Ponyville Natural Free Living Equine Sanctuary
Ponyville is a place where equines can live and be protected for the rest of their lives. It’s a safe haven, where they receive the very best care possible.
Our sanctuary animals has a varied background, they comes from zoos as surplus animals, circuses, riding schools and sometimes also private individuals.
At our Sanctuary, we always put the animal’s best interests in front of our own.
– And always remember they are the reason why we do this, every day.
Operating a Sanctuary isn’t easy – nor is it cheap. However, in order to give the animals the very best environment possible, we have to be prepared to do whatever it takes to accomplish this goal.
Everything is entirely private, no donations, funding or other subsidies exist for us today. However, we have friendly neighbors and landowners who allow us to use very large areas of land, completely free for the animals.
We can’t change the world by caring for a horse, donkey or zebra, But we can change the whole world for that horse, donkey or zebra.
Irish Cob mare Limonie gallops and plays happily with her herd friends in the snow storm. She has lived here with us since she came here, as a six month old filly. She was born with a severe underbite, and was therefore very unattractive for breeding or selling. She was completely restored in her jaw even before becoming one year old. Today she is grazing like any normal horse with her herd.
The zebras we remember
Natural horsekeeping, a keyword in our sanctuary
Wild horses live outdoors and their physics is suited for both cold, heat and fast reversal in the weather. The stable is something we humans invented, it is convenient for us, unfortunately usually more adapted to humans than for the horse. Ancient wild horses were not cave animals, they lived out in the open all year round. A prey animal do best in an environment where dangers can be detected in time and where the herd can constantly communicate and interact with each other. The stable limit these opportunities. Cribbing, wind sucking, swaying, agression, apathy, everything is a consequence of the horse being prevented from interacting with other horses and not being allowed to be in its natural habitat.
For humans it´s so easy to relate to ourself and our needs, we think that the horses are happier indoors and under a roof when it is cold and wet. There is a very big difference between human and horse, horses feel more confident when they are outdoors and together in their herd. If they get free access to roughage, coold is no problem. The easiest method of feeding horses in cold weather is the simplest: feed high quality roughage free-choice. Most horses will eat 2 to 2.5% of their body weight in hay per day, even more when it’s really cold and humid.
Domestic horses has not changed since it was living in the wild, it is a steppe animal made for a grass and tender plants diet. It is made for eating and digesting food, basically around the clock. The horse has rarely longer breaks than 3-5 hours in their eating. It eats an average of 18 hours per day. Problems like obesity, equine metabolic syndrome and laminitis was rare in wild horses, but occur frequently in our modern horses keept in stables. Pasture grass isn’t necessarily the problem, the type of breeds we’ve developed and the lack of exercise are. And most importantly, rapid feed changes and concentrates can be devastating. (Concentrates are usually a mixture of things like grains, flaxseed, beet pulp, molasses for energy and flavor, bran, vitamins and minerals, and other ingredients.) It is not a natural forage that a wild living horse could find in their habitat.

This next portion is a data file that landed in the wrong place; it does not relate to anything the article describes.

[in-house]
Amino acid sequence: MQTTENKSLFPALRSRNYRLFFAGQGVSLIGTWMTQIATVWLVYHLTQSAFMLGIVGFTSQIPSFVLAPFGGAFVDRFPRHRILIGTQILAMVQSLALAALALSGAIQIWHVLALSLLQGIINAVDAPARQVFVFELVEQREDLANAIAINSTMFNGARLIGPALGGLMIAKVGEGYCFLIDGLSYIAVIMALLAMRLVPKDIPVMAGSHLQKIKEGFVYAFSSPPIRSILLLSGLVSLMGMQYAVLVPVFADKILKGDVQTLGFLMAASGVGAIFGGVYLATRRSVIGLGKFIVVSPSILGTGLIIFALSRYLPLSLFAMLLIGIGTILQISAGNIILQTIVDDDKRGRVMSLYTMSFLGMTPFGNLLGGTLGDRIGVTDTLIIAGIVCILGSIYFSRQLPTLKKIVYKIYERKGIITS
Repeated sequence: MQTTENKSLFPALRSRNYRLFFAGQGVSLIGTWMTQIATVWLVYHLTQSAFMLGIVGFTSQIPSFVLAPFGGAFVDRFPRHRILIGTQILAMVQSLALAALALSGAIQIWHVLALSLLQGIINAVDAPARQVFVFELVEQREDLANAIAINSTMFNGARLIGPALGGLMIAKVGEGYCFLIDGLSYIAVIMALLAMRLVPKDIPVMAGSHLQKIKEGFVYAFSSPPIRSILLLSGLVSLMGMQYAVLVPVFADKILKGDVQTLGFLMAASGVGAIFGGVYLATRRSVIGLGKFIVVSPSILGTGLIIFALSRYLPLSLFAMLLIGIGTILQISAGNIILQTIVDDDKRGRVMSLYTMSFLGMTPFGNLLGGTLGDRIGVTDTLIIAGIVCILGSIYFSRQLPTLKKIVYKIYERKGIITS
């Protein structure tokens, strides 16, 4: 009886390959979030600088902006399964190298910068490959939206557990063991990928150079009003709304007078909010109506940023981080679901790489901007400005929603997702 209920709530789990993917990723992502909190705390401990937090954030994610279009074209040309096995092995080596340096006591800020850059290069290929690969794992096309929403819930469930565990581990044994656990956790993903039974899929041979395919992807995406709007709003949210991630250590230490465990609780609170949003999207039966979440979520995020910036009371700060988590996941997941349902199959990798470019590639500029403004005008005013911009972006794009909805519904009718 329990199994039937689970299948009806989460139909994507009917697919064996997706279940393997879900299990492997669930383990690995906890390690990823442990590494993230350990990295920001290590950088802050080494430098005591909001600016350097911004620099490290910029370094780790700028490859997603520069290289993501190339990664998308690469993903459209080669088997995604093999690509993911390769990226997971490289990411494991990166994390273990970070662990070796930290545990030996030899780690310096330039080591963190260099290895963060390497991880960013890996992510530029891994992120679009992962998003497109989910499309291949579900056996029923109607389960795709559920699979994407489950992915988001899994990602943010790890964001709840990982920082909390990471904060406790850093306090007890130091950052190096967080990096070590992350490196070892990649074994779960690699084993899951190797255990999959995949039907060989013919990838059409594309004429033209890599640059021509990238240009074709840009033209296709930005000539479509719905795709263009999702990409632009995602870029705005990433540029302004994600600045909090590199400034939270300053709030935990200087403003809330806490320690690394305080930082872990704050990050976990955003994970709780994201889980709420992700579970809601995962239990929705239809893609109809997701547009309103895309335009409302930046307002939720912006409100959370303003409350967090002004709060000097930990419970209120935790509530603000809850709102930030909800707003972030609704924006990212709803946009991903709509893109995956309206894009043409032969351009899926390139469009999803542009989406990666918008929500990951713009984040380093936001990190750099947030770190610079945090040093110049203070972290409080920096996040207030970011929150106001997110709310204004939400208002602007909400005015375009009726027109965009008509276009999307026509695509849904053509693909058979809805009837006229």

Here the animals are given the possibility of a life with freedom to move freely across large areas in varied terrain, all year round. Fields, forests, and altitude differences is included in their area.
The horses at Ponyville lives free in loose housing with continuous access to roughage and ice-free water in the winter months. Even if they can enter the loose housing hall whenever they want, they prefer to stay outdoors in all kinds of weather. Hot sunny summer days are almost the only exception. They stay outdoor all night together, but likes to sleep and rest in the shed shade during the hottest hours of the day.
Natural horse keeping and the freedom to move over varied terrain gives the horse the opportunity to naturally wear their hooves too. Proper design of the pastures wich includes rocks and hard ground which the horses need to pass, minimizes or mostly removes entirely the need for human intervention with the hooves. Most of the horses living here never ever needs triming.
The Koniks from the original breeding at Popielno Research Station in, Poland. The breeding there consists of two types, tame horses in stables and feral horses in the 1600ha reserve on the peninsula at the lake Śniardwy, The Masurian Lake District. We would like to thank prof. Marta Siemieniuch, that helped us a lot with all the paperwork and to choose the right horses for us.
Read more here about their semi wild horses : Koniks in Popielno more info (translated online to English from Polish with Google Translate)
Sardinian donkeys from the closed down Frösö zoo, Östersund, Sweden. The loose housing stable we originally built for the zebras will fit perfect for this small herd.
• A world where every equine is treated with compassion and understanding.
• To give equines a permanent safe home for the rest of their life.
• To learn and educate about equine behaviour and environmental requirements in captivity.
*1 We support and follows the recommended rules for keeping donkeys from The Donkey Sanctuary.
Note: GTranslate is used for machine generated translation from English. (Not very good, but working....)